It is time we change our thinking on Alzheimer’s disease. Too often Alzheimer’s and other forms of dementia are treated as a normal aging issue, ignoring the public health consequences of a disease that someone in the U.S. develops every 66 seconds.
With two-thirds of its annual costs being borne by Medicare and Medicaid, Alzheimer’s is an issue that demands more attention from our government.
As someone who has lost a loved one to Alzheimer’s disease a few years ago, I also understand the physical and emotional costs of the disease. I witnessed the painful loss of my mom over an extended period of time like so many other caregivers and families. The mind forgets time, memories, and relationships. The body forgets how to function. It truly is a devastating disease.
Congress has a chance, though, to take decisive action passing the Building Our Largest Dementia (BOLD) Infrastructure for Alzheimer’s Act (S. 2076/H.R. 4256), endorsed by the Alzheimer’s Association. This new bill would create an Alzheimer’s public health infrastructure across the country to implement effective Alzheimer’s interventions like increasing early detection and diagnosis, reducing risk and preventing avoidable hospitalizations.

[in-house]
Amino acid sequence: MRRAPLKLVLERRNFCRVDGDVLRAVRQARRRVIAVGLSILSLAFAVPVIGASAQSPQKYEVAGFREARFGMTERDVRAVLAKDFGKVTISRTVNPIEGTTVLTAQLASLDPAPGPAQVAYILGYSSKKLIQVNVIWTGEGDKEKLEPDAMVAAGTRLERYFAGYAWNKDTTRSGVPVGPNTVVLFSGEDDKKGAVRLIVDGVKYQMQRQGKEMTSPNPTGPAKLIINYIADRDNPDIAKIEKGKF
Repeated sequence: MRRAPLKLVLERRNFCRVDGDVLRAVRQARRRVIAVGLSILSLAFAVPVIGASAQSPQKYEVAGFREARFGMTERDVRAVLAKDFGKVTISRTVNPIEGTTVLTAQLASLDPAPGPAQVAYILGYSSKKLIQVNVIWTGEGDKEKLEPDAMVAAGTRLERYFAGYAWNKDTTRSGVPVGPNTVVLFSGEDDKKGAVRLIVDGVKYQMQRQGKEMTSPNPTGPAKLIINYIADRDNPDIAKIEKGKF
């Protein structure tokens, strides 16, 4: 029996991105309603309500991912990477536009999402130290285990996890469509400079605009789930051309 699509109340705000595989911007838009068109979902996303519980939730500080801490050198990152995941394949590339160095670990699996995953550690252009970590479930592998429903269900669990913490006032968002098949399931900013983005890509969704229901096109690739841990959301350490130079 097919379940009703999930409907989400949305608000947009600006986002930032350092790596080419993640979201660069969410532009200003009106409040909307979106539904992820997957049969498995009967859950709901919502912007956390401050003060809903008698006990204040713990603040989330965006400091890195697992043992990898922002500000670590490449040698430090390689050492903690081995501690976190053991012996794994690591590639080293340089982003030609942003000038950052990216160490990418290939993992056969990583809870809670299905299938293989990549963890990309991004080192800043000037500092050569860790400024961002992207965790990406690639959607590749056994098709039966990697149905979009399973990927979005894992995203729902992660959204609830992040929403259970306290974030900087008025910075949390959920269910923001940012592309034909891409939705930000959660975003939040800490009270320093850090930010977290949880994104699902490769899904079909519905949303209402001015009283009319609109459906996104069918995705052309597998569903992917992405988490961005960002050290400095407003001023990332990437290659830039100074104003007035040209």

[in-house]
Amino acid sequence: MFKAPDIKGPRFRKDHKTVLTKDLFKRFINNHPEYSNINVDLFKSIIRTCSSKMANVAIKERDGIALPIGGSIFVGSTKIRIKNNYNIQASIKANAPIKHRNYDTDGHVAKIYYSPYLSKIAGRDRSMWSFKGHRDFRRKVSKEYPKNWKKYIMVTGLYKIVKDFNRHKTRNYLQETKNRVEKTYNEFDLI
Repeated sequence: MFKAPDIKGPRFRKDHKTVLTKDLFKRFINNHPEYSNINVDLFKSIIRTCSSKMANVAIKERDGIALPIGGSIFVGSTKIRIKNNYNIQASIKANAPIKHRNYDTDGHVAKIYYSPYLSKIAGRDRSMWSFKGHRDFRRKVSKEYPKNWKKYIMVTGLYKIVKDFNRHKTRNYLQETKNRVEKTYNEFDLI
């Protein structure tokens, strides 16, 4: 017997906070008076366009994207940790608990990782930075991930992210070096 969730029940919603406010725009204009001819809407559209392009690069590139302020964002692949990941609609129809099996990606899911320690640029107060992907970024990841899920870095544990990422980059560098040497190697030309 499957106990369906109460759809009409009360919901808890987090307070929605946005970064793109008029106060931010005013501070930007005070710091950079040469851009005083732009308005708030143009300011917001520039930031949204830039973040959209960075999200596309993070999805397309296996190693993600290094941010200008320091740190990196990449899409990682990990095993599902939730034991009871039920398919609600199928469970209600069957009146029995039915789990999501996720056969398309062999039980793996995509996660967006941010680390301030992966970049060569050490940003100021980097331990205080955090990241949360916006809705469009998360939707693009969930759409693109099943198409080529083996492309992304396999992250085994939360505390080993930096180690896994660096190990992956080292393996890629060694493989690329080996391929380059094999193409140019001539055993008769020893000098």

Alzheimer’s is the most expensive disease in the United States. The nation currently spends $259 billion a year on Alzheimer’s, which is why we need this new approach. If we are going to end this disease, then we must start treating it like the public health threat it is.
Please join me in asking Congressman Dave Reichert and Senators Maria Cantwell and Patty Murray to fight for the five million Americans currently living with Alzheimer’s by cosponsoring the BOLD Infrastructure for Alzheimer’s Act. With Alzheimer’s being the third leading cause of death in Washington state, our legislators should get on board and help ensure this bill is passed.